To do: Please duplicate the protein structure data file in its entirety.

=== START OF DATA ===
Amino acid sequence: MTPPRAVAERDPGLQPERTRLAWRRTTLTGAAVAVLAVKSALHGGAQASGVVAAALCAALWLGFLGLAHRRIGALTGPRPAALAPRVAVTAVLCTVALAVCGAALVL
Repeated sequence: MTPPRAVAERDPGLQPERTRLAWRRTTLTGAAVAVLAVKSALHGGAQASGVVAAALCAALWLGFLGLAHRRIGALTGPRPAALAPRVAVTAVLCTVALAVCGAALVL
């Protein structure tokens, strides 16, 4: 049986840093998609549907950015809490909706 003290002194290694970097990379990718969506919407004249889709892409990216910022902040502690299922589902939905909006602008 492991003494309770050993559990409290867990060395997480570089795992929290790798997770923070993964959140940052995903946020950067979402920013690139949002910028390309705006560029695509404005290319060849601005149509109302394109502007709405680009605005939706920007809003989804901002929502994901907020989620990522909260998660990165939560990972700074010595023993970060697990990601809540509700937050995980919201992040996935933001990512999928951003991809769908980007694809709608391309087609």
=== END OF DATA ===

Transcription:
Amino acid sequence: MTPPRAVAERDPGLQPERTRLAWRRTTLTGAAVAVLAVKSALHGGAQASGVVAAALCAALWLGFLGLAHRRIGALTGPRPAALAPRVAVTAVLCTVALAVCGAALVL
Repeated sequence: MTPPRAVAERDPGLQPERTRLAWRRTTLTGAAVAVLAVKSALHGGAQASGVVAAALCAALWLGFLGLAHRRIGALTGPRPAALAPRVAVTAVLCTVALAVCGAALVL
């Protein structure tokens, strides 16, 4: 049986840093998609549907950015809490909706 003290002194290694970097990379990718969506919407004249889709892409990216910022902040502690299922589902939905909006602008 492991003494309770050993559990409290867990060395997480570089795992929290790798997770923070993964959140940052995903946020950067979402920013690139949002910028390309705006560029695509404005290319060849601005149509109302394109502007709405680009605005939706920007809003989804901002929502994901907020989620990522909260998660990165939560990972700074010595023993970060697990990601809540509700937050995980919201992040996935933001990512999928951003991809769908980007694809709608391309087609």